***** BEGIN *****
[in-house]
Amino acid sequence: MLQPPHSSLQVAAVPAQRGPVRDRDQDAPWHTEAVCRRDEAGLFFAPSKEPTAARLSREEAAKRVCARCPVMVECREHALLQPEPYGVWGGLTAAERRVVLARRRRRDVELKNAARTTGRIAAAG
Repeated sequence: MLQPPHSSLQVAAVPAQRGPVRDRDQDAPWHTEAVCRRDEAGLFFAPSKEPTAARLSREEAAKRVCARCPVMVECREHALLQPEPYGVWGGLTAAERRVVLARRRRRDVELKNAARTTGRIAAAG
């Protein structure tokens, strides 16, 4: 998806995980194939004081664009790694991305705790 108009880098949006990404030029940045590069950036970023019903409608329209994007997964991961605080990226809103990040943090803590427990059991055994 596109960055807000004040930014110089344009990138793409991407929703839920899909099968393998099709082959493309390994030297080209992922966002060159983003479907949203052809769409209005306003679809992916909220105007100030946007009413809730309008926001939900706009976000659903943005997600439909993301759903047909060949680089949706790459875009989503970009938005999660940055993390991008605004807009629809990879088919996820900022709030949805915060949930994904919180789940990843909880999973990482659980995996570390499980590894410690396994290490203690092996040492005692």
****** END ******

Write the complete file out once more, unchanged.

[in-house]
Amino acid sequence: MLQPPHSSLQVAAVPAQRGPVRDRDQDAPWHTEAVCRRDEAGLFFAPSKEPTAARLSREEAAKRVCARCPVMVECREHALLQPEPYGVWGGLTAAERRVVLARRRRRDVELKNAARTTGRIAAAG
Repeated sequence: MLQPPHSSLQVAAVPAQRGPVRDRDQDAPWHTEAVCRRDEAGLFFAPSKEPTAARLSREEAAKRVCARCPVMVECREHALLQPEPYGVWGGLTAAERRVVLARRRRRDVELKNAARTTGRIAAAG
């Protein structure tokens, strides 16, 4: 998806995980194939004081664009790694991305705790 108009880098949006990404030029940045590069950036970023019903409608329209994007997964991961605080990226809103990040943090803590427990059991055994 596109960055807000004040930014110089344009990138793409991407929703839920899909099968393998099709082959493309390994030297080209992922966002060159983003479907949203052809769409209005306003679809992916909220105007100030946007009413809730309008926001939900706009976000659903943005997600439909993301759903047909060949680089949706790459875009989503970009938005999660940055993390991008605004807009629809990879088919996820900022709030949805915060949930994904919180789940990843909880999973990482659980995996570390499980590894410690396994290490203690092996040492005692």